Testing was made mandatory before medical procedures, with 70% of such patients testing positive and hospitalised, according to Dr Shashank Joshi, a member of the state’s COVID task force.

The municipal commissioner also identified that insurance policies were blocking beds. Non-serious patients, some of them seeking the monoclonal antibody cocktail, choose hospitalisation to avail their insurance cover, despite the possibility of the treatment in outpatient department (OPD) care.

Staff shortage engulfed hospitals, including government ones. “More than 100 doctors have tested positive at KEM and are recovering, so we are working at 6-8% of our manpower,” says Dr Sachin Pattiwar, president of Maharashtra Association of Resident Doctors (MARD)-KEM, who was also sick. “We’ve also been working without our juniors for the past six months, because of the delay in the dates for counselling post-graduate candidates.”

JJ Hospital in Nagpada, too, had nearly 100 people infected, including faculty members and other healthcare professionals. 80 doctors were affected in Lokmanya Tilak Medical General (LTMG) hospital, Sion. In total, almost 500 doctors across government hospitals tested positive, affecting both non-COVID-19 and COVID-19 work.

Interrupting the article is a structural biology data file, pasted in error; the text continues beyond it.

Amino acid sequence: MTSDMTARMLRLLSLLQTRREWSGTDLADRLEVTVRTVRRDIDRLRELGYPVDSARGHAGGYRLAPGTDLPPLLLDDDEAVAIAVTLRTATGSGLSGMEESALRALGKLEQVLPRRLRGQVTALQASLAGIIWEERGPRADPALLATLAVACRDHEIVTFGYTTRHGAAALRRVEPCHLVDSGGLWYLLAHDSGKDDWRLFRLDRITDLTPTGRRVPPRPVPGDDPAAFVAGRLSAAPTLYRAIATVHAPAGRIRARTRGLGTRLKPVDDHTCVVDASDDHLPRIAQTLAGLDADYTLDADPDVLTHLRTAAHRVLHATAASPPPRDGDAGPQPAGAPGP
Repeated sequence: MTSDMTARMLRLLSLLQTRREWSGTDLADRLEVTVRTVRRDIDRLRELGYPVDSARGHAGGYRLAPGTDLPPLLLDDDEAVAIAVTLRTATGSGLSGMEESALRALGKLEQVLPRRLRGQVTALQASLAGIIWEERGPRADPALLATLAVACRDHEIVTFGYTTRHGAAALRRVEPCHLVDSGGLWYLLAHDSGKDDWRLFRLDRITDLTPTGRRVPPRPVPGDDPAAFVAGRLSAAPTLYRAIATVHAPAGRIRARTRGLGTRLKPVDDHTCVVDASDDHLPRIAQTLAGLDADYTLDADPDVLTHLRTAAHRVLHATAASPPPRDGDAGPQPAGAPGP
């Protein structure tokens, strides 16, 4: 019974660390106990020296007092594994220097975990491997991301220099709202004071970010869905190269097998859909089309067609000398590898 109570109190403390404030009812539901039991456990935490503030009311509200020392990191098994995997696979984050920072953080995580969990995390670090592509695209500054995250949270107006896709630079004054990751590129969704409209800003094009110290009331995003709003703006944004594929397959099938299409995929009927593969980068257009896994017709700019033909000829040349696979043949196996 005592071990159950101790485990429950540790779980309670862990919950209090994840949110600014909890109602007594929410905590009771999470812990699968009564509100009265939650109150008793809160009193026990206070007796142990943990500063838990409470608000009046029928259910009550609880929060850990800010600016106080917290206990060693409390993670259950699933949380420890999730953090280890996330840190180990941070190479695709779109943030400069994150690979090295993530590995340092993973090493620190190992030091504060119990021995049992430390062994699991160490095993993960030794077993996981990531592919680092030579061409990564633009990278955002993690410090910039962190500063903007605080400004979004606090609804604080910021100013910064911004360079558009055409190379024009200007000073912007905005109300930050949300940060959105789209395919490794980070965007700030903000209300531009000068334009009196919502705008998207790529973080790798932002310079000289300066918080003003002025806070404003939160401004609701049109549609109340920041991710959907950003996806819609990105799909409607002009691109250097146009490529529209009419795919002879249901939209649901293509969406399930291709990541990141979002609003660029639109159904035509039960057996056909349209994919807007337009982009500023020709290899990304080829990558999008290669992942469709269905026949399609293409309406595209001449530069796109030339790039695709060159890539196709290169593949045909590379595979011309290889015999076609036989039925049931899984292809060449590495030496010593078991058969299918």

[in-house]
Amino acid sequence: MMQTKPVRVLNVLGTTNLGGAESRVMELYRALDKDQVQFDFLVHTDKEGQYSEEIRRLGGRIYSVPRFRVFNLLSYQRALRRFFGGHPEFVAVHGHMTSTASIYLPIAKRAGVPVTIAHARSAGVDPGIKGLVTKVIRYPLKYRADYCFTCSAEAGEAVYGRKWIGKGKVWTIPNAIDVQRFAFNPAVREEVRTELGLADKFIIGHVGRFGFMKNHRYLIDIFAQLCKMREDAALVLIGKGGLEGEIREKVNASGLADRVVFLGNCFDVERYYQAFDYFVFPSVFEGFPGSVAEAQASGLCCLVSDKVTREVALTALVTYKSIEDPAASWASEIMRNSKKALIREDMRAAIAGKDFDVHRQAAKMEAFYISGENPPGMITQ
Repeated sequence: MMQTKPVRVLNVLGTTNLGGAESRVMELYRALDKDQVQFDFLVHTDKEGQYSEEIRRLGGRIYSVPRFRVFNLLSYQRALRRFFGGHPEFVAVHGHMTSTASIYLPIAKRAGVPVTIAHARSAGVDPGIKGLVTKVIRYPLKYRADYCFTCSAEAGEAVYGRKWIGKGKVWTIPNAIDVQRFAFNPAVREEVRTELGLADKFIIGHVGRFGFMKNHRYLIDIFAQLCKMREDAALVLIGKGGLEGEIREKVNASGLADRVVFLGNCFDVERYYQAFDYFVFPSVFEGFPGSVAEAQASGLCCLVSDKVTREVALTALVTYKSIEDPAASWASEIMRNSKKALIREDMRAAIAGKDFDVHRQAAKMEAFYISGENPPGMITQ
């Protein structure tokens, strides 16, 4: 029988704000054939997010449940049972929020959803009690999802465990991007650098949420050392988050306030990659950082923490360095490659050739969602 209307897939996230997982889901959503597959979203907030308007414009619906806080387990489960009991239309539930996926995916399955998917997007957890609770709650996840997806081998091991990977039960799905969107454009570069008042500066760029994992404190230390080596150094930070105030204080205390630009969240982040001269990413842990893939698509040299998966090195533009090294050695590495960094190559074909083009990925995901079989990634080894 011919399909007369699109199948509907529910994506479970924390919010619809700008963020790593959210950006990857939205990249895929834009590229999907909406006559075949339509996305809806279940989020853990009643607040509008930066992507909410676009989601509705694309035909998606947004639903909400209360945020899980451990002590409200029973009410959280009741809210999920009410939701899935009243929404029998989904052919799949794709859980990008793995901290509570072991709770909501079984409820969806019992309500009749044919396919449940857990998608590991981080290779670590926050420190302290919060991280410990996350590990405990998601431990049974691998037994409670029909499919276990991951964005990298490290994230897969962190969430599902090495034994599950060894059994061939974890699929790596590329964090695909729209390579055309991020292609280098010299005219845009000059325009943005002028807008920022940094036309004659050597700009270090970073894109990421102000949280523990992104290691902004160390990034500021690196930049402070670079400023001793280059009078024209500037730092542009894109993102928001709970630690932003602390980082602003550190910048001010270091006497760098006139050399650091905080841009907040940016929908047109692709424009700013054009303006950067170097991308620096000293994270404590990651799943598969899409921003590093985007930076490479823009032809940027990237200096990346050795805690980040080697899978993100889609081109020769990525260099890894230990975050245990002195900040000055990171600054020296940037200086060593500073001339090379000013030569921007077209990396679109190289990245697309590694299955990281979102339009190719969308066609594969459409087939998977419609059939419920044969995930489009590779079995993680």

Read more: What to do in case your child tests positive for COVID-19?


Is the peak forthcoming?

Mumbai’s third wave of COVID-19 began on December 21st, about a month after the World Health Organisation (WHO) labelled the highly infectious Omicron strain a “variant of concern.” It took 15 days for cases to reach an all-time high, topping 20,000 daily infections from January 6th to 8th. For comparison, the second wave peaked at 11,206.

The number of cases then began to reduce, gradually dropping to 11,647 on January 11th. Still fluctuating by a few thousands, the number currently stands at 5,956 with 479 hospitalisations.

However, this is accompanied by a reduction of over 10,000 in RT-PCR test numbers, and inversely, a 700% increase in the sale of self-test kits, of which, many results go unreported. These have raised questions about the suspected peak of the third wave.

“According to the WHO, the peak would come and go fast but others have said it will go on till February,” says Dr Sachin Pattiwar. Analysis by the Tata Institute of Fundamental Research (TIFR) placed the peak between January 6th and 13th, a prediction true till now.